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Bartolomé de Las Casas’ Account of the Destruction of the Indies

Note: This lesson is adapted from materials contained in the Bill of Rights Institute’s U.S. History resource entitled Life, Liberty, and the Pursuit of Happiness: A History of the American Experiment. This free online resource covers 1491 to the present day, is aligned to the College Boards AP U.S. history framework, and is available for use in the 2020 school year. To learn more and to receive updates, visit our website. Introduction: Bartolomé de Las Casas was a Dominican priest who was one of the first Spanish settlers in the New World. After participating in the conquest of Cuba, Las Casas freed his own slaves and spoke out against Spanish cruelties and injustices in the empire. He argued for the equal humanity and natural rights of the Native Americans. Las Casas worked for the conversion of Native Americans to Christianity and for their better treatment. Pope Paul III agreed and issued an edict in 1537 banning the enslavement of Native Americans. The Spanish crown also agreed and banned in the 1542 New Laws the enslavement of Native American. In 1550, the crown abolished the encomienda system, which had allowed the Spanish to seize Native Americans’ lands and force their labor. In 1552, Las Casas published a shocking account of Spanish cruelties, A Very Brief Account of the Destruction of the Indies. He blamed the depopulation of the Native American populations on Spanish brutality rather than on the spread of disease. This gave rise to the Black Legend, a legend that Protestant nations such as England and the Netherlands used as propaganda to denounce the imperial system of Catholic Spain and promote their own means of settlement, which they viewed as more peaceful and benevolent.

Sourcing Questions    

  1. Who was Bartolomé de Las Casas?
  2. Who was his audience?
  3. What was his primary concern regarding Spanish settlement of the Americas?
  4. Is Las Casas a reliable source for this topic? Explain.
  5. After reading the title, what do you think was the goal of his document?
Definition Text
abominable (adj): hateful, detestable
infernal (adj): wretched, detestable
As for the vast mainland, which is ten times larger than all Spain, even including Aragon and Portugal, containing more land than the distance between Seville and Jerusalem, or more than two thousand leagues, we are sure that our Spaniards, with their cruel and abominable acts, have devastated the land and exterminated the rational people who fully inhabited it. We can estimate very surely and truthfully that in the forty years that have passed, with the infernal actions of the Christians, there have been unjustly slain more than twelve million men, women, and children. In truth, I believe without trying to deceive myself that the number of the slain is more like fifteen million.
extirpate (v): to destroy, eradicate

servitude (n): slavery, bondage

The common ways mainly employed by the Spaniards who call themselves Christian and who have gone there to extirpate those pitiful nations and wipe them off the earth is by unjustly waging cruel and bloody wars. Then, when they have slain all those who fought for their lives or to escape the tortures they would have to endure, that is to say, when they have slain all the native rulers and young men (since the Spaniards usually spare only the women and children, who are subjected to the hardest and bitterest servitude ever suffered by man or beast), they enslave any survivors. With these infernal methods of tyranny they debase and weaken countless numbers of those pitiful Indian nations.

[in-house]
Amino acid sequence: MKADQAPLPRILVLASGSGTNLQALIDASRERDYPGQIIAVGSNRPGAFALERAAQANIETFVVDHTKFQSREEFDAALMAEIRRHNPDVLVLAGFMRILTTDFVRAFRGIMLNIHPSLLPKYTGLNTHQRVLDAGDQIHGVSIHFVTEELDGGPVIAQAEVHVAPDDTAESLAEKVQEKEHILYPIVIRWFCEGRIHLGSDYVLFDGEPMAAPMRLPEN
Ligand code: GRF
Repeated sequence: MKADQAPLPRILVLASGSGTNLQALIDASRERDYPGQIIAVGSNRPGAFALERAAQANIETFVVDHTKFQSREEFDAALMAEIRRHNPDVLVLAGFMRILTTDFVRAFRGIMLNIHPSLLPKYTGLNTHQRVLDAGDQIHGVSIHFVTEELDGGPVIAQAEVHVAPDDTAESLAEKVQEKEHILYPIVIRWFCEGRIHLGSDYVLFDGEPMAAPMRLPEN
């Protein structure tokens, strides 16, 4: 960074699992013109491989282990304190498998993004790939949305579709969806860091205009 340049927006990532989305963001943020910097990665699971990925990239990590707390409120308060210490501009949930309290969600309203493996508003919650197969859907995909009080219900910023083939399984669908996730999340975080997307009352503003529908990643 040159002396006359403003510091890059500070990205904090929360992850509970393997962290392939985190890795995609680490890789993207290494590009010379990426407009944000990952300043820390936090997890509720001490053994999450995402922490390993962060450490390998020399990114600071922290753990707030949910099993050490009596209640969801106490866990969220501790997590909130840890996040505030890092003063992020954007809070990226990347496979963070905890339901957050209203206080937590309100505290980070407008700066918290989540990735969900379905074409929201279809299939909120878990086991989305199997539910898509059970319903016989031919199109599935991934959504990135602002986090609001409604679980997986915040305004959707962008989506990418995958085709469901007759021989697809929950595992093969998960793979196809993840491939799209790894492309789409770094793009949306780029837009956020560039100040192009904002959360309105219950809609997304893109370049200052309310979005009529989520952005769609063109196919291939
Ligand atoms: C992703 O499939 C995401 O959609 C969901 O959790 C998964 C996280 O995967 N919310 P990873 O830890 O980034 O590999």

felicitous (adj): well-chosen Their reason for killing and destroying such an infinite number of souls is that the Christians have an ultimate aim, which is to acquire gold, and to swell themselves with riches in a very brief time and thus rise to a high estate disproportionate to their merits. It should be kept in mind that their insatiable greed and ambition, the greatest ever seen in the world, is the cause of their villainies. And also, those lands are so rich and felicitous, the native peoples so meek and patient, so easy to subject, that our Spaniards have no more consideration for them than beasts. And I say this from my own knowledge of the acts I witnessed. But I should not say “than beasts” for, thanks be to God, they have treated beasts with some respect; I should say instead like excrement on the public squares. And thus they have deprived the Indians of their lives and souls, for the millions I mentioned have died without the Faith and without the benefit of the sacraments. This is a well-known and proven fact which even the tyrant Governors, themselves killers, know and admit. And never have the Indians in all the Indies committed any act against the Spanish Christians, until those Christians have first and many times committed countless cruel aggressions against them or against neighboring nations. For in the beginning the Indians regarded the Spaniards as angels from Heaven. Only after the Spaniards had used violence against them, killing, robbing, torturing, did the Indians ever rise up against them.

Comprehension Questions

  1. How does Las Casas describe the actions of the Spanish? How does he describe the Native Americans?
  2. How do the Spanish treat Native Americans, according to this passage?
  3. Why does Las Casas say the Spanish conquistadors are so cruel? What are their vices?

Historical Reasoning Questions

  1. Why did the Spanish conquistadors go to the New World?
  2. Why was there conflict in the Spanish Empire and within Christendom over the treatment of the Native Americans?
  3. Were Las Casas’s claims about the numbers of Native Americans killed accurate? Explain your answer.
  4. How might point of view affect bias in this source?